Posted on May 23, 2018
Where are we?
This month, the Weissberg Foundation launched our new Equitable Justice program area and fund. Through Equitable Justice, we will support organizations and efforts building the leadership and advocacy capacity of system-impacted women, girls, trans, and gender non-conforming individuals of color to advance equity and change the narrative about who they are, what our criminal justice system is, and what it can be.
How did we get here?
This isn’t our first foray into criminal justice funding. Over the last 30 years, we’ve funded a variety of organizations working in, alongside, against, or as alternatives to the criminal justice system. With each grant, we’ve learned more about the issues the grantee seeks to address, about the root causes leading to those issues, about who’s funding what, and about people, including who serves, who is served, who has power, who doesn’t, and who should.
Through all this, we’ve strengthened our understanding of race, gender, our country’s criminal justice system, and the deep, inequitable impacts it has on individuals, their families, and our communities. Yet the more time we’ve spent with those who have themselves been in, have had loved ones involved with, or live in communities disproportionately affected by the system, perhaps the most important thing we’ve learned is that there are limits to our knowledge and that those who have been most directly impacted by the system are the most appropriate to lead its reform.
Where do we want to go?
We envision an American justice system that is equitable, fair, and rightsized; values women, girls, trans, and gender non-conforming individuals; and ceases to inflict pain, perpetuate racism, and uphold patriarchy.
As a small foundation, we pay particular attention to points of leverage where our dollars, our voice, our ability to collaborate and convene, and our commitment to strengthening the social sector can have the greatest impact. We have long believed that investments in women can have outsized impacts on their lives, their families, and their communities; and over the years, we’ve learned about the power of advocacy, organizing, and civic engagement to make the systems level changes necessary to advance equity.
According to The Sentencing Project, since 1980, the number of women in U.S. prisons has increased more than 700%, outpacing the increase of men in prison by more than 50%. Of the women behind bars, a disproportionate number are individuals of color. It is clear to us that the current U.S. criminal justice system does not accommodate the unique needs and circumstances of women, girls, trans, and gender non-conforming individuals, and it disproportionately harms people of color. For the system to be truly just and equitable, the voices of these individuals need to be at the center of efforts to change it.
How will we get there?
The 2018-2020 Equitable Justice Fund is the inaugural grantmaking round of this new program area. The fund will support small, community-based organizations that are building the leadership and advocacy capacity of system-impacted women, girls, trans, and gender non-conforming individuals of color to advance equity and change the narrative about who they are, what our criminal justice system is, and what it can be. For now, funding will be focused in states where the foundation has a trustee presence, so Maryland, New Mexico, New York, Virginia, and Washington, DC.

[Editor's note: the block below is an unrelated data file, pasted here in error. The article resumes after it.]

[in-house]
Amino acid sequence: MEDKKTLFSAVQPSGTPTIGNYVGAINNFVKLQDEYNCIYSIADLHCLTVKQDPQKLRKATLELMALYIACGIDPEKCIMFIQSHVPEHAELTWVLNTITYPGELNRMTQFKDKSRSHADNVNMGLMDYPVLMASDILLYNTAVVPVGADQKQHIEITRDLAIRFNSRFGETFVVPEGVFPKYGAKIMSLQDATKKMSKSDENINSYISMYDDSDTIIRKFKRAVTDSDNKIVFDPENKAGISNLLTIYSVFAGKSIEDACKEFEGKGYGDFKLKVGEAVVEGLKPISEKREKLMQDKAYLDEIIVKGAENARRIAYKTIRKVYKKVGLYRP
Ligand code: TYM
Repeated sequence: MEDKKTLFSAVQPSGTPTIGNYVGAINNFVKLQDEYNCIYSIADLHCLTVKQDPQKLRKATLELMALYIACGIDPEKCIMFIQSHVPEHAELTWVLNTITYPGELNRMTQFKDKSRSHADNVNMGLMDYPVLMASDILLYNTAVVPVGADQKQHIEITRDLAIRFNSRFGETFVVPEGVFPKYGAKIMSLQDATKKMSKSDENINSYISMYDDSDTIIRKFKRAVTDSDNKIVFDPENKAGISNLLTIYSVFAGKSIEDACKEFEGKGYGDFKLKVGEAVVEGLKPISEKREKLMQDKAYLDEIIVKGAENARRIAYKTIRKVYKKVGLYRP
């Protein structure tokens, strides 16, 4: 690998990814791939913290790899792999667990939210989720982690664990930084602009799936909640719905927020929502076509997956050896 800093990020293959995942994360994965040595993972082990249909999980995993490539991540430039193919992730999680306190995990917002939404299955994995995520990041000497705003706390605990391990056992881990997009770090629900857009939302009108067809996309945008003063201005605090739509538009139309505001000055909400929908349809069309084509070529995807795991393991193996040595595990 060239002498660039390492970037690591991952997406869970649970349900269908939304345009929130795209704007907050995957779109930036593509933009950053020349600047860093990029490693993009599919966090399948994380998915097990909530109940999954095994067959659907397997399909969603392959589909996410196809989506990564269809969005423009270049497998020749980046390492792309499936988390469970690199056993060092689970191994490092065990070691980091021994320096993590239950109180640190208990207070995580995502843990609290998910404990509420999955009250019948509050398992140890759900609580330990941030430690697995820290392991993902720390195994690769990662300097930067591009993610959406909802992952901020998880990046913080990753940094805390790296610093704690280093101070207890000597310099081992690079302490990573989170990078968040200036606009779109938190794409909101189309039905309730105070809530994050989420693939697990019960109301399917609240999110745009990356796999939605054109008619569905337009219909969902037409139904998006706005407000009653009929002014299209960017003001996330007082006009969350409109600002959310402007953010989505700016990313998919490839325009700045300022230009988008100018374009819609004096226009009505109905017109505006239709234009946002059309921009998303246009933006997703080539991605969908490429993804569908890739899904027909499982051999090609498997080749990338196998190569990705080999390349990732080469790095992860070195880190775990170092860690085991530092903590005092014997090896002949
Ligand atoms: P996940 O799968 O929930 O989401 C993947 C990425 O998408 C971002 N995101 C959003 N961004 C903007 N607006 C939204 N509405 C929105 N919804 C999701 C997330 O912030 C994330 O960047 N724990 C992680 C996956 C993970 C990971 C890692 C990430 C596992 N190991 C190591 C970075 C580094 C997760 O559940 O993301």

Through Equitable Justice, we hope to build:
- STRENGTH: Grant partners are better resourced to build the power of system-impacted women, girls, trans, and gender non-conforming individuals and advance a truthful narrative about our criminal justice system.
- VISIBILITY: Grant partners, their work, and their messages are more visible and compelling to talent, funders, policymakers, the media, and other potential collaborators.
- PARTNERSHIP: We and other funders more effectively collaborate to support narratives and work most likely to create transformative change in the justice system.
- SYSTEMS CHANGE: Policymakers are more compelled to advance fair and equitable criminal justice laws and practices.
- POWER: System-impacted women, girls, and gender non-conforming individuals of color have agency to improve their lives and the lives of others, advance policies and practices on issues they deem most critical to them, their families, their communities, and the justice system, and are more valued and respected.
Join us on this journey? Eligible and interested organizations to submit letters of intent by July 13, 2018, so please spread the word about the request for proposals, which can be found here. And reach out to us if you’ve got ideas for how we might collaborate to advance Equitable Justice.
Hanh Le is the executive director of the Weissberg Foundation, where she oversees strategy development, stakeholder engagement, grantmaking, and operations. Prior to joining the foundation, she was the chief program officer at Exponent Philanthropy, where she led educational programming, content development, and internal learning efforts. Hanh co-chairs the Washington Regional Association of Grantmakers’ Racial Equity Working Group and the Metro-DC chapter of Asian Americans and Pacific Islanders in Philanthropy, and she serves on the boards of Asian American LEAD and North Capital Main Street.